The California parents who allegedly kept their 13 children captive in a "house of horrors" were preparing to move again before their 17-year-old daughter escaped and called police.
Sources told ABC News Friday that 57-year-old David Turpin was being transferred from California to Oklahoma to work for defense contractor Northrop Grumann. Turpin and his wife, Louise, were preparing to move "within days" of Jan. 14. That was the day their 17-year-old daughter escaped through a window and used a cell phone to call 911, police said.
"There were boxes in the house consistent with moving –- concentrated in hallways, entryway and bedrooms," sources told ABC News.
It is not clear if the move had a role in the time of the daughter's escape. However, CNN reported that the daughter had been planning on an escape with siblings for two years. Riverside County District Attorney Mike Hestrin said the girl also escaped with another sibling, who got afraid and ran back to the house.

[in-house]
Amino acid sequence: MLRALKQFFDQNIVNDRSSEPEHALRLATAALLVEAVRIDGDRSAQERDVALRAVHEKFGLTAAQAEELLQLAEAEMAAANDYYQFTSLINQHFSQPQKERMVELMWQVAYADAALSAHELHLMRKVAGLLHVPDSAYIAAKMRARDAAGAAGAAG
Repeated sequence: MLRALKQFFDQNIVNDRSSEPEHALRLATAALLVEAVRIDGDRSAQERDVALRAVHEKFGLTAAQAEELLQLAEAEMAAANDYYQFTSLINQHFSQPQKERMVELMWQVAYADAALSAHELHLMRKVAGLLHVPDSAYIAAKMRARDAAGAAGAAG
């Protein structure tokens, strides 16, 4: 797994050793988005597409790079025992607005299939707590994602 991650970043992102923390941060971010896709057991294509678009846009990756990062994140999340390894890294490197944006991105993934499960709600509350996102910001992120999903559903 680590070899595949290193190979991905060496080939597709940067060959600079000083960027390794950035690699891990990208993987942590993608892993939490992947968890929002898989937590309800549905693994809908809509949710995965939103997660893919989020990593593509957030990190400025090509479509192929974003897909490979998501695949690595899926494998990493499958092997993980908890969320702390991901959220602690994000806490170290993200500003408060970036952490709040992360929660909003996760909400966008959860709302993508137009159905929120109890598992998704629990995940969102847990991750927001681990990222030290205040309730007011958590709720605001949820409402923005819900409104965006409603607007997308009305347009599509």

The 13 victims ranged from 2 to 29 years old, with the oldest victim, a woman, weighing only 82 pounds. They reportedly needed to be taught how to use a tooth brush and had never seen a dentist. Authorities said they had not seen a doctor in at least four years.
The victims were also reportedly found lying in their own feces and were only allowed to shower once a year. They were allegedly chained, and forced to stay away at night.
David and Louise Turpin were charged with 12 counts of torture, 12 counts of false imprisonment, seven counts of abuse of a dependent adult and six counts of child abuse. David Turpin is also facing a charge of a lewd act on a child under 14 by force, fear or duress. The couple pleaded not guilty.
"What we would like the public to know is that our clients are presumed to be innocent and that’s a very important presumption. We’re going to provide a vigorous defense," Turpin's lawyer, David Macher, told ABC News.
The Corona Chamber of Commerce set up a fund for the victims, which you can donate to here.